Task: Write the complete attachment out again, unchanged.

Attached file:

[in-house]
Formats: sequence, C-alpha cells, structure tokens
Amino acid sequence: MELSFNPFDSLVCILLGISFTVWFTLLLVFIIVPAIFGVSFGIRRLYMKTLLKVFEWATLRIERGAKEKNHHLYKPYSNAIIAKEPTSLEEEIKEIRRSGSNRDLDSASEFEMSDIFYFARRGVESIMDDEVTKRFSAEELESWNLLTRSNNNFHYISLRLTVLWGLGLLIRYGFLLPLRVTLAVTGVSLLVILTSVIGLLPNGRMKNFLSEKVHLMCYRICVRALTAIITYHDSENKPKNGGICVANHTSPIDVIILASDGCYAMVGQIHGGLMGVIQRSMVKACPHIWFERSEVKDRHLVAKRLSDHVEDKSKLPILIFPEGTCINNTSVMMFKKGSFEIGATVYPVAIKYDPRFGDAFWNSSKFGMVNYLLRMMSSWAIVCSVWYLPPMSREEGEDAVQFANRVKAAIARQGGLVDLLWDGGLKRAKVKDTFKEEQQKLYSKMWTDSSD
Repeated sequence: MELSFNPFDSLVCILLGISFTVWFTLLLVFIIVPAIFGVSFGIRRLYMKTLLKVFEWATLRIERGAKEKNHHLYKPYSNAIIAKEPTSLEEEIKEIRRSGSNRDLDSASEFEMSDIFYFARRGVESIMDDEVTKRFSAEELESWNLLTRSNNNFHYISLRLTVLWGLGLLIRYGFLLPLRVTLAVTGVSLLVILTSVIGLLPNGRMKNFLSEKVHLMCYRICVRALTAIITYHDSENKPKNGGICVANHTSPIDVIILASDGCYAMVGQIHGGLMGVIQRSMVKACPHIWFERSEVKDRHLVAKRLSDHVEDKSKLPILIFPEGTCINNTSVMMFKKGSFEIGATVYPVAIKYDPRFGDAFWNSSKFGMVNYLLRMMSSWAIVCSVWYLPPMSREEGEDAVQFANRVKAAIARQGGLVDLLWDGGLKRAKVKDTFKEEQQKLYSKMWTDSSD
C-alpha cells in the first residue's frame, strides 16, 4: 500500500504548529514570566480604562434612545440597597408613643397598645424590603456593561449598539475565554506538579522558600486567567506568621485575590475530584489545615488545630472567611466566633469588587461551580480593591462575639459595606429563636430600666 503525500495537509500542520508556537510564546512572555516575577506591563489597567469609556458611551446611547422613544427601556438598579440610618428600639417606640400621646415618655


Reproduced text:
[in-house]
Formats: sequence, C-alpha cells, structure tokens
Amino acid sequence: MELSFNPFDSLVCILLGISFTVWFTLLLVFIIVPAIFGVSFGIRRLYMKTLLKVFEWATLRIERGAKEKNHHLYKPYSNAIIAKEPTSLEEEIKEIRRSGSNRDLDSASEFEMSDIFYFARRGVESIMDDEVTKRFSAEELESWNLLTRSNNNFHYISLRLTVLWGLGLLIRYGFLLPLRVTLAVTGVSLLVILTSVIGLLPNGRMKNFLSEKVHLMCYRICVRALTAIITYHDSENKPKNGGICVANHTSPIDVIILASDGCYAMVGQIHGGLMGVIQRSMVKACPHIWFERSEVKDRHLVAKRLSDHVEDKSKLPILIFPEGTCINNTSVMMFKKGSFEIGATVYPVAIKYDPRFGDAFWNSSKFGMVNYLLRMMSSWAIVCSVWYLPPMSREEGEDAVQFANRVKAAIARQGGLVDLLWDGGLKRAKVKDTFKEEQQKLYSKMWTDSSD
Repeated sequence: MELSFNPFDSLVCILLGISFTVWFTLLLVFIIVPAIFGVSFGIRRLYMKTLLKVFEWATLRIERGAKEKNHHLYKPYSNAIIAKEPTSLEEEIKEIRRSGSNRDLDSASEFEMSDIFYFARRGVESIMDDEVTKRFSAEELESWNLLTRSNNNFHYISLRLTVLWGLGLLIRYGFLLPLRVTLAVTGVSLLVILTSVIGLLPNGRMKNFLSEKVHLMCYRICVRALTAIITYHDSENKPKNGGICVANHTSPIDVIILASDGCYAMVGQIHGGLMGVIQRSMVKACPHIWFERSEVKDRHLVAKRLSDHVEDKSKLPILIFPEGTCINNTSVMMFKKGSFEIGATVYPVAIKYDPRFGDAFWNSSKFGMVNYLLRMMSSWAIVCSVWYLPPMSREEGEDAVQFANRVKAAIARQGGLVDLLWDGGLKRAKVKDTFKEEQQKLYSKMWTDSSD
C-alpha cells in the first residue's frame, strides 16, 4: 500500500504548529514570566480604562434612545440597597408613643397598645424590603456593561449598539475565554506538579522558600486567567506568621485575590475530584489545615488545630472567611466566633469588587461551580480593591462575639459595606429563636430600666 503525500495537509500542520508556537510564546512572555516575577506591563489597567469609556458611551446611547422613544427601556438598579440610618428600639417606640400621646415618655